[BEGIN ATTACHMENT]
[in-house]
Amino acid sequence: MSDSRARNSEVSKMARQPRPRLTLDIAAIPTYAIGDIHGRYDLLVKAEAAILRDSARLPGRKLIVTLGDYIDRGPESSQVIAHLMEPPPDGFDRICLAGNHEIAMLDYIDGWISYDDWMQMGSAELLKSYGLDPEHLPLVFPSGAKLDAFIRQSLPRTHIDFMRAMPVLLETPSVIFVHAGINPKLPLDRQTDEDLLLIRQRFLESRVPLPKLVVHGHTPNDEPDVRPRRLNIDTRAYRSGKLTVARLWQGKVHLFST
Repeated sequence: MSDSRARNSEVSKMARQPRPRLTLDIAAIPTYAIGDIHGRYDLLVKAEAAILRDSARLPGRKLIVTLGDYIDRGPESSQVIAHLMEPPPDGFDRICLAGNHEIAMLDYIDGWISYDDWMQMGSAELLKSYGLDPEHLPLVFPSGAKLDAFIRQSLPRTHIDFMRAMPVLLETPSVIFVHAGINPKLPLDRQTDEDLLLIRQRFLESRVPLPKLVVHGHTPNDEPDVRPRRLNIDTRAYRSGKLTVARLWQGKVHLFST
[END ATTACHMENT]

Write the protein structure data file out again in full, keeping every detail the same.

[in-house]
Amino acid sequence: MSDSRARNSEVSKMARQPRPRLTLDIAAIPTYAIGDIHGRYDLLVKAEAAILRDSARLPGRKLIVTLGDYIDRGPESSQVIAHLMEPPPDGFDRICLAGNHEIAMLDYIDGWISYDDWMQMGSAELLKSYGLDPEHLPLVFPSGAKLDAFIRQSLPRTHIDFMRAMPVLLETPSVIFVHAGINPKLPLDRQTDEDLLLIRQRFLESRVPLPKLVVHGHTPNDEPDVRPRRLNIDTRAYRSGKLTVARLWQGKVHLFST
Repeated sequence: MSDSRARNSEVSKMARQPRPRLTLDIAAIPTYAIGDIHGRYDLLVKAEAAILRDSARLPGRKLIVTLGDYIDRGPESSQVIAHLMEPPPDGFDRICLAGNHEIAMLDYIDGWISYDDWMQMGSAELLKSYGLDPEHLPLVFPSGAKLDAFIRQSLPRTHIDFMRAMPVLLETPSVIFVHAGINPKLPLDRQTDEDLLLIRQRFLESRVPLPKLVVHGHTPNDEPDVRPRRLNIDTRAYRSGKLTVARLWQGKVHLFST